The old adage “You can’t judge a book by its cover” apparently also applies to a temple. Within Thailand’s Wat Rong Khun — popularly known as the White Temple — you will encounter a somewhat non-traditional interior.
Where you may expect to find reverent Buddhist sculptures and quiet areas of worship, you’ll see crazy murals that blend science fiction imagery, pop culture and the teachings of Buddha. The reasoning? As artist Chalermchai Kositpipat said, “I desire for it to be built like a paradise. It is paradise on Earth, humans can be exposed.”
But for most, said paradise probably doesn’t include Keanu Reeves. Or, for that matter, being surrounded by spaceships locked in a battle for your soul.
The temple’s pure whiteness suggests it is fragile and delicate, but—adding to its contradictions—the temple has actually endured almost seventeen years of tourists and harsh natural elements.
Unfortunately, an earthquake damaged the White Temple in May of 2014 and was forced to close for repairs for an indefinite period of time. Tourists are still allowed to visit, but certain areas may be unavailable due to construction. Here are some of the highlights of Wat Rong Khun:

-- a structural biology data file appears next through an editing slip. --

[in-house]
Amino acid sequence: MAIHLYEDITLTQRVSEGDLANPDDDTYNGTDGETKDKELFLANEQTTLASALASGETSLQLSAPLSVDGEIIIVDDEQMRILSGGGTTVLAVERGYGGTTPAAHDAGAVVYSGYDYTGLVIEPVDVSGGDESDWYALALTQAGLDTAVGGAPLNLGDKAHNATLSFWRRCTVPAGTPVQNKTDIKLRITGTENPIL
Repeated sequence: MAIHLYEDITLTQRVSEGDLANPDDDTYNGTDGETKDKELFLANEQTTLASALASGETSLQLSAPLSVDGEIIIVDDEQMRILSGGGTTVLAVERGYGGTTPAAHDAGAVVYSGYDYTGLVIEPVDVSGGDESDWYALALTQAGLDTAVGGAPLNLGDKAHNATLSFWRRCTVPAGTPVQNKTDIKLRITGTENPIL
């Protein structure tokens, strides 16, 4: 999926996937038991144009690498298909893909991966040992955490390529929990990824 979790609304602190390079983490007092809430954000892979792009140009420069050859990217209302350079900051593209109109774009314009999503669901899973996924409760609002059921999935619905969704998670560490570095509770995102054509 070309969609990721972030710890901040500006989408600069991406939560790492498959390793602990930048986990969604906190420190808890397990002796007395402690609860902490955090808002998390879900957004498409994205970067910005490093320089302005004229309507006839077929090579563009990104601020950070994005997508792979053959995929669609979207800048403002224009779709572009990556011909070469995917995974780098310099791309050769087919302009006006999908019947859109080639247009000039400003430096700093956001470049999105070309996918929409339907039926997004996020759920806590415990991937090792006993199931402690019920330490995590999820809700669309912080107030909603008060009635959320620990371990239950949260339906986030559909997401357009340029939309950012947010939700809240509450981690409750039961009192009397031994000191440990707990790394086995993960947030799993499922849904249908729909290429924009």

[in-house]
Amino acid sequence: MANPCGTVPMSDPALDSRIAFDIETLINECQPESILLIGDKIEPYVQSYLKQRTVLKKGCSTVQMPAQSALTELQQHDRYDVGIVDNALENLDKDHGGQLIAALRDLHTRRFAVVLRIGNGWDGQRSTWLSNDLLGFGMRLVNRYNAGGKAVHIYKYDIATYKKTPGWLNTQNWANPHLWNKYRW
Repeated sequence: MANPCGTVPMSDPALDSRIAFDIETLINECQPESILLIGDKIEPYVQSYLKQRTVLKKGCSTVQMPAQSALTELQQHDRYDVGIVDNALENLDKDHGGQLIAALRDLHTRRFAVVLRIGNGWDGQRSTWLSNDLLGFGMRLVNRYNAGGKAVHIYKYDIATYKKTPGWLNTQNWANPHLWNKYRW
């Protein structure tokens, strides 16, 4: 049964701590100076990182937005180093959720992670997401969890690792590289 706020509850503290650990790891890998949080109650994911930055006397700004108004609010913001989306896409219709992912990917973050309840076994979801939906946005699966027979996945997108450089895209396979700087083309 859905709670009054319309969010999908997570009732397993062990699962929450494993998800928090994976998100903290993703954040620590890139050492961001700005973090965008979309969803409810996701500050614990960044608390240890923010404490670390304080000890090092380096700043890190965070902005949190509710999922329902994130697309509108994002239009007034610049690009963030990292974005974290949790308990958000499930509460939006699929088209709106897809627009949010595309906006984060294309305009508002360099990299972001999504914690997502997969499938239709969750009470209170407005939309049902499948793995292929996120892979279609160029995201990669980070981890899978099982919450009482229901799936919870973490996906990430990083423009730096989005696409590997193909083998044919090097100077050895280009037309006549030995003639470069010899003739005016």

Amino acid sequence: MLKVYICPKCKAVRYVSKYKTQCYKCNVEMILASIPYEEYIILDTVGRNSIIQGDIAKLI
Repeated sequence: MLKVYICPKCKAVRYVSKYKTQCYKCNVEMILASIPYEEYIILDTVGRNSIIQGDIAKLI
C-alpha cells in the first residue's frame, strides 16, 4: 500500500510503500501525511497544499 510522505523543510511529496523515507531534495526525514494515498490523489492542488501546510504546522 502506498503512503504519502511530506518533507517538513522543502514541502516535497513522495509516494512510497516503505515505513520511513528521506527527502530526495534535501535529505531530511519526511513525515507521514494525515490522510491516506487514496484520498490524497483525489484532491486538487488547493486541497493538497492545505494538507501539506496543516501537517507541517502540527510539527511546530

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This temple’s intricacies stand out even against a washed out sky. Source: Gallery Hip
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Almost everything you see here is designed for a specific reason. The pristine white color of the structure represents the holiness of the Buddha, and the moat of reaching out hands is evocative of desire. Source: Amusing Planet
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This beautiful elephant represents the ‘mean wind’. The other statues also symbolize natural forces or other philosophical ideals. Source: Wikimedia Commons
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One of two dragons that can be found at the temple. Source: Yin Teing
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The bridge to Wat Rong Khun likely holds the most symbolism of the whole exterior. It represents a walk across the circle, sympathetic to the Buddha. The crest of the bridge features the 16 causes of sorrow, and the center of the bridge represents Mt. Meru – the center of all the physical, metaphysical and spiritual universes in Buddhist cosmology. Source: 8 Limbs
An All That’s Interesting writer since 2013, Erin Kelly focuses on historic places, natural wonders, environmental issues, and the world of science. Her work has also been featured in Smithsonian and she’s designed several published book covers in her career as a graphic artist.